David Freese plays the hero again as Cards force Game 7

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The fairytale continues for a certain St. Louisan.

Cardinals third baseman David Freese, a child of the Gateway City’s western suburbs, played the hero two different times in Thursday night’s thrilling 10-9 Game 6 victory over the Rangers, continuing to build on his magical 2011 postseason run.

In the bottom of the ninth inning, with the Cardinals down 7-5, Freese ripped a ball over the head of Rangers right fielder Nelson Cruz to score Albert Pujols from second base and Lance Berkman from first. Then in the 11th, with the Redbirds needing a final knockout punch, Freese launched a walkoff home run to straightaway center field.

Freese muffed an easy pop-up earlier in the game, and he’s struggled at other times defensively throughout this improbable October run, but his bat has more than made it up for his misgivings at the hot corner.

The 28-year-old was 5-for-18 with a home run, two doubles and five RBI in the Cardinals’ NLDS defeat of the Phillies, then went 12-for-22 with three home runs and nine RBI in the Birds’ NLCS defeat of the Brewers. And now he’s 7-for-21 with a home run, two doubles, a triple and five RBI in this stunning Fall Classic.

Freese has tallied 48 total bases in these playoffs, setting an all-time record. Behind him is teammate Albert Pujols, who has 47. We’d bet that will might find a long-term crown-wearer in Friday night’s Game 7.

Oh good, it’s “Yasiel Puig is a showboat” season

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With the Los Angeles Dodgers punching their ticket to the World Series, Yasiel Puig is now going to be the subject of commentary by people who tend not to care about Yasiel Puig until it’s useful for them to write outraged columns or go on talk radio rants about baseball deportment.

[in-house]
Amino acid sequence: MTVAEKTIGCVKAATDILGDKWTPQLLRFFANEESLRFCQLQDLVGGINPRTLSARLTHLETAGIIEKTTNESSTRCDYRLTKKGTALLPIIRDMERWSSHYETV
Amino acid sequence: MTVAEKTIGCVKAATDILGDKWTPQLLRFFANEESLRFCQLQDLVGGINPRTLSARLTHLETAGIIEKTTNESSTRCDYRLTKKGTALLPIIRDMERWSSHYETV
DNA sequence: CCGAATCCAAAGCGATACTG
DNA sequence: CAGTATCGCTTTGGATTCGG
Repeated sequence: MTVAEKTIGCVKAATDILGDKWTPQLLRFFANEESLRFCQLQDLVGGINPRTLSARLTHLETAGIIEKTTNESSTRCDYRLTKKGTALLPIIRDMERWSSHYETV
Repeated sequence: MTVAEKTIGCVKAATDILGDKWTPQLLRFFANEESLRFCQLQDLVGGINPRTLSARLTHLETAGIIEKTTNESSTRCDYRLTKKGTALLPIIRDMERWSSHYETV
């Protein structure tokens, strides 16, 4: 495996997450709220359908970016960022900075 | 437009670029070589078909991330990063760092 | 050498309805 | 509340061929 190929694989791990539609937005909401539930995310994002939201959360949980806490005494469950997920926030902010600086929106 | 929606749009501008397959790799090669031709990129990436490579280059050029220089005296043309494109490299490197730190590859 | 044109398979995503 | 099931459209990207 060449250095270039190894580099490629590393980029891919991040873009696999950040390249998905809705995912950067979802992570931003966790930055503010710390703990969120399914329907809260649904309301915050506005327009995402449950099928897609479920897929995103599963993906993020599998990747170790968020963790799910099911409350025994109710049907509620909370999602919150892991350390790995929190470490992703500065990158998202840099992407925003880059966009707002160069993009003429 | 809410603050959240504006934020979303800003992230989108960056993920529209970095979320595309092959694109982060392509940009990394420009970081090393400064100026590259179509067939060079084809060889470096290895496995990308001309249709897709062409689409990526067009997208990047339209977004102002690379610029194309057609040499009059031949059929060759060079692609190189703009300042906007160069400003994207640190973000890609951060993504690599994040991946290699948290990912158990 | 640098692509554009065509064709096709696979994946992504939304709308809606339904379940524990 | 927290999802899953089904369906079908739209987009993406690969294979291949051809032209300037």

We got a brief teaser of this last night when, after scoring the Dodgers’ ninth run on a Logan Forsythe double, TBS analyst Ron Darling criticized Puig for his “shenanigans” and “rubbing it in.” Never mind that his third base coach was waving him home and that, if he didn’t run hard, he was just as likely to be criticized for dogging it. In other news, baseball teams don’t stop trying in the fourth inning of baseball games, nor should they.

That was just an appetizer, though. The first real course of the “Puig is a problem” feast we’re likely to be served over the next week and a half comes from Phil Mushnick of the New York Post, who wrote it even before the Dodgers won Game 5 last night:

If you were raised to love baseball and to recognize the smart, winning kind from everything less, the Dodgers’ Yasiel Puig is insufferable. As the sport is diminished by professionals who disregard the basic act of running to first base as a matter of style, Puig, an incurable home-plate poser, often makes turning doubles and triples into singles appear effortless . . . In the postseason, Puig continues to behave as if he’s in the Home Run Derby. He even seems to relish his high-risk flamboyant foolishness despite frequent backfires.

This may as well be a fill in the blanks column from 2013 or 2014, when “Puig is a flashy showboater who costs his team more than he gives it” columns were all the rage. It ignores the fact that Puig, commonly dinged for being lazy, worked his butt off in 2017, particularly on defense, to the point where he has a strong case for a Gold Glove this year. It also ignores his .455/.538/.727 line in the NLDS sweep of the Diamondbacks and his .389/.500/.611 line against the Cubs in the NLCS. In the regular season he set career highs for games, homers, RBI, stolen bases and almost set a career high for walks despite having seventy fewer plate appearances than he did back in 2013 when he walked 67 times. He’s not the MVP candidate some thought he might be, but he’s a fantastic player who has been a key part of the Dodgers winning their first pennant in 29 years.

But the dings on Puig from the likes of Mushnick have rarely been about production. They’ve simply been about style and the manner in which he’s carried himself. To the extent those issues were legitimate points of criticism — particularly his tardiness, his relationships with his teammates and his at times questionable dedication — they have primarily been in-house concerns for the Dodgers, not the casual fan like Mushnick. On that score the Dodgers have dealt with Puig and, by all accounts, Puig has responded pretty well. An occasional lapse to be sure, but nothing which makes him a greater burden than a benefit. I mean, if he was, would be be batting cleanup in a pennant-clinching game?

So if the beef with Puig is not really about baseball, what could Phil Mushnick’s issue with him possible be?

I, for one, have no idea whatsoever.